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Today’s lesson: If someone truly cares, they will not only tell you, but show you with actions. If an English student is telling you that she believes actions speak louder than words, it’s probably true. There’s a reason sayings like this are cliche — it’s because they really are tried and true.

The Walk Of Shame

One thing I have mentioned time and time again is how POTS has not only affected the way I feel, but it’s also taken a toll on some of my interpersonal interactions.

For example, I’ve told you about my sweaty palms and the way I can’t help but blush when a boy kisses me — but I failed to tell you about how this happens all the freakin’ time whenever I feel the slightest sense of embarrassment, annoyance, or frustration. The other day I ran into one of my high school crushes at Target. Obviously I have no feelings for him whatsoever anymore, but as soon as he mentioned that he was now married my face turned bright red because I am apparently just programmed to be awkward.

Anyway, I went to New York City last weekend to visit some friends and have a girls’ weekend with my mom. The trip was awesome and I will be sharing a few stories on here about it this week, but the first one is hilariously embarrassing.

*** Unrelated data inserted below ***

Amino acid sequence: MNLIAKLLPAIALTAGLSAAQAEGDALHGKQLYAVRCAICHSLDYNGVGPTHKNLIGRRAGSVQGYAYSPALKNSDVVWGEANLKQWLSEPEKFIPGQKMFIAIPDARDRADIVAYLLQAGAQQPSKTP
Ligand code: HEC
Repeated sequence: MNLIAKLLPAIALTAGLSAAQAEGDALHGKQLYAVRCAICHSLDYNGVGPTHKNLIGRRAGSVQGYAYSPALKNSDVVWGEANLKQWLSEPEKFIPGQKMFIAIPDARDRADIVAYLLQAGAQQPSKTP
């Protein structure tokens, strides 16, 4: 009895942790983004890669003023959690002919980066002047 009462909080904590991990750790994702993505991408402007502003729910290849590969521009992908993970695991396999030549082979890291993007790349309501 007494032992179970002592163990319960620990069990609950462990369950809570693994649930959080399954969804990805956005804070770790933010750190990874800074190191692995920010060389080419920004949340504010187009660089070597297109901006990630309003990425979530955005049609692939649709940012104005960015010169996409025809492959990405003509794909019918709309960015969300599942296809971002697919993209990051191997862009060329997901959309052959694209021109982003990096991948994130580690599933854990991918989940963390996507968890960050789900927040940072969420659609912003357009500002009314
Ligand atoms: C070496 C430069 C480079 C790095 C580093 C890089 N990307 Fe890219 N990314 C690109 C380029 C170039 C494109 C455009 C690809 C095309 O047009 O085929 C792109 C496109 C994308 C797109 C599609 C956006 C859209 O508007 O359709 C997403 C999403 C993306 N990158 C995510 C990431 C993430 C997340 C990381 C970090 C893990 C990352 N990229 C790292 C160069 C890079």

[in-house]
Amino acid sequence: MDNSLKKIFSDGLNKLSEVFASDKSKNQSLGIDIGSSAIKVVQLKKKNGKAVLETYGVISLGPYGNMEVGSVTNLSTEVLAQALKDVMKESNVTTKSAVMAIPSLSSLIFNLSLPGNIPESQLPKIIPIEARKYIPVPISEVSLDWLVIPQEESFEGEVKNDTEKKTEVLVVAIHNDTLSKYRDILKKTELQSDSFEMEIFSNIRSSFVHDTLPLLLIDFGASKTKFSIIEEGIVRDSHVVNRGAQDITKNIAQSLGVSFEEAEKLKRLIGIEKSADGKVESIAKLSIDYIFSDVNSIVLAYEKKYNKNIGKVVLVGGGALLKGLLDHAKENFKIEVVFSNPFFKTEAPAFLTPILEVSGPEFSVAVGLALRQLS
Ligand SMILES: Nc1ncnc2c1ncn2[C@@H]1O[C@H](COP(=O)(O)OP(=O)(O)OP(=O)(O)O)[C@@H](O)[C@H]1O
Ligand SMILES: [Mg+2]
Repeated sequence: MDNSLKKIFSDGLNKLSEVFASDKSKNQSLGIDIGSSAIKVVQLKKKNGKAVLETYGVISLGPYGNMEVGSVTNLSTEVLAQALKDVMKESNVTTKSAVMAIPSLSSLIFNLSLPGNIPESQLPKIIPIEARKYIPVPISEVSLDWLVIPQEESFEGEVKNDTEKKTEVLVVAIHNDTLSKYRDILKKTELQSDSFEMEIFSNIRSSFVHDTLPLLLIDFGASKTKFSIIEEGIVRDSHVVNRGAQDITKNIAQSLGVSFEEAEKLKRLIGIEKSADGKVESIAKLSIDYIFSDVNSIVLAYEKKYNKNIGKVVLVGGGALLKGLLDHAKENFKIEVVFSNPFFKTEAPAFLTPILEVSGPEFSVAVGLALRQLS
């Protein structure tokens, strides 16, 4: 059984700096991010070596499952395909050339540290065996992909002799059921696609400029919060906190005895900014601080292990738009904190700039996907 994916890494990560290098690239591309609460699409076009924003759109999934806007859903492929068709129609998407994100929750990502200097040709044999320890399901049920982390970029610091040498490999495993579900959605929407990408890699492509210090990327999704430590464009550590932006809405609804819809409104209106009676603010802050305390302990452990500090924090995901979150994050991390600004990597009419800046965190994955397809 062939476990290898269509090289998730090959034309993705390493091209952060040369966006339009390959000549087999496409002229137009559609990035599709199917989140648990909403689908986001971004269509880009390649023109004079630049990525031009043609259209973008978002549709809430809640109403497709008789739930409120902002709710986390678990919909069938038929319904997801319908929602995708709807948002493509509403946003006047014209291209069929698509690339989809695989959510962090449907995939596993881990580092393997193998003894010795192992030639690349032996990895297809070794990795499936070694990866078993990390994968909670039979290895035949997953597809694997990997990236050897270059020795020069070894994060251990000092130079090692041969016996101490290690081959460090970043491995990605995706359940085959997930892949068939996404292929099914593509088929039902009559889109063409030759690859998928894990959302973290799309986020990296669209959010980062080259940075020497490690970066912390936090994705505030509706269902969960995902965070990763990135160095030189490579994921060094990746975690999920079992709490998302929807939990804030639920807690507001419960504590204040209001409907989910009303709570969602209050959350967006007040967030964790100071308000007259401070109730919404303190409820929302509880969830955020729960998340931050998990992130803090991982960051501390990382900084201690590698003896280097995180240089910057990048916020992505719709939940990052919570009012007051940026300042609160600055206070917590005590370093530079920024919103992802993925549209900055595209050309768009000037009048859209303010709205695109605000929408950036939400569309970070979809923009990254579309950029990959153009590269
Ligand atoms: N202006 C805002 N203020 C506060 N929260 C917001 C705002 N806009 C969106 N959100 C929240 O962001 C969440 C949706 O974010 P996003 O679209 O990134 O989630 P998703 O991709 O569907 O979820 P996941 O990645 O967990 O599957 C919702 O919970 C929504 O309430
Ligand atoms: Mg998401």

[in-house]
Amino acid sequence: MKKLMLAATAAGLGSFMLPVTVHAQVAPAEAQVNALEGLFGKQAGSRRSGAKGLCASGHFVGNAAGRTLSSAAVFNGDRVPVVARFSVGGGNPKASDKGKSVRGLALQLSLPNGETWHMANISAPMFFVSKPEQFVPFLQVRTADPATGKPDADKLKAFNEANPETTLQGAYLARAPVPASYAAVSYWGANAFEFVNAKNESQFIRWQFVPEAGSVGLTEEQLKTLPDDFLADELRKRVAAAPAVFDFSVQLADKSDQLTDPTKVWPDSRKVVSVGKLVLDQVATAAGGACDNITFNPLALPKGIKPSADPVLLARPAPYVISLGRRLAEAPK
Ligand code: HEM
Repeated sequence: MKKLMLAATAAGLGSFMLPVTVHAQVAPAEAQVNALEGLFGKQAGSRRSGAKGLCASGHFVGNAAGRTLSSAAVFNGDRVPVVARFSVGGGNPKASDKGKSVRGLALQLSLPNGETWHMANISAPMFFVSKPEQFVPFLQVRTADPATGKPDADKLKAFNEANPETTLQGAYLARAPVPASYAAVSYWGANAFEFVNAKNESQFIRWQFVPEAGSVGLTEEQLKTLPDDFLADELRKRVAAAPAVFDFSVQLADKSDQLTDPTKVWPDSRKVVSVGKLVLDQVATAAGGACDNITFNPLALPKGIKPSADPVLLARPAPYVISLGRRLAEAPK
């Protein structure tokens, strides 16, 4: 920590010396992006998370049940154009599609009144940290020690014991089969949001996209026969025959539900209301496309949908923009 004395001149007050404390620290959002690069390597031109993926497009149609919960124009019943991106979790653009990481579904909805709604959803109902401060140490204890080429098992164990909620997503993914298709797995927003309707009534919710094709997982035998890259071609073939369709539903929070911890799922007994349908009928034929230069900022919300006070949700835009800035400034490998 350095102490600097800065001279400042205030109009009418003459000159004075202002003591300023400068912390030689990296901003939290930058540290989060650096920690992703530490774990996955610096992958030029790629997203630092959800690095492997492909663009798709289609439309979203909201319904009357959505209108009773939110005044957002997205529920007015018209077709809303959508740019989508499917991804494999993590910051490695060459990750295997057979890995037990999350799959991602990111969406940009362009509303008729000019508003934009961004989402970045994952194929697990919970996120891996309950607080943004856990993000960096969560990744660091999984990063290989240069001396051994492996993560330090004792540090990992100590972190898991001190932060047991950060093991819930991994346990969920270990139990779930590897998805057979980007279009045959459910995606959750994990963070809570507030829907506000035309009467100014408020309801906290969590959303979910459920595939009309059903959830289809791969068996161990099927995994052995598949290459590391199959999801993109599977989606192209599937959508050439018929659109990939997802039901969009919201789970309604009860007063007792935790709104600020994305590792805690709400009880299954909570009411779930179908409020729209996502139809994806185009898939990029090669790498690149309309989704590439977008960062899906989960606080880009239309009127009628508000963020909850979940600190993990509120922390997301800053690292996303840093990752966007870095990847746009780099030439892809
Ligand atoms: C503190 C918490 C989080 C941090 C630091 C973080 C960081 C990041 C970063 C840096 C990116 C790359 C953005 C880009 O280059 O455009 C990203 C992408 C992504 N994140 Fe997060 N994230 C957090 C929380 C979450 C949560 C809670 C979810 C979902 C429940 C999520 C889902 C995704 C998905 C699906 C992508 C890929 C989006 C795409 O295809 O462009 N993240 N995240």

Before we went to the DC to New York bus stop I gave Megabus a call to make sure they would be stopping once to stretch and use the restroom. Not only do I have to drink a lot of fluids to keep my symptoms at bay, but I also need to walk around regularly to get my circulation going. The person who assisted me on the phone said this wouldn’t be a problem and that we would definitely stop. Thank goodness! I suddenly felt a lot more comfortable about making the big trip to the city.

Things did not go as planned, though. Our bus was 30 minutes late, so the driver said that we would not be stopping. After shuffling up to the front to talk to him, he kindly told me that he would stop if I needed it — I just needed to reach up and press the giant red emergency “STOP” button above my seat. If I needed it? I definitely will! This is so uncomfortable, I thought to myself. I quietly went back to my seat and waited for the giant Smart Waters I had been throwing back to take their course.

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About three hours into our ride I realized I would definitely need to pee and stretch soon, so reached up to the button — then pulled away. What if it makes a loud buzzing sound and everyone looks over? I really hate being high-maintenance, but that ship sailed when I got sick. You kind of have to be to take care of your chronic illness.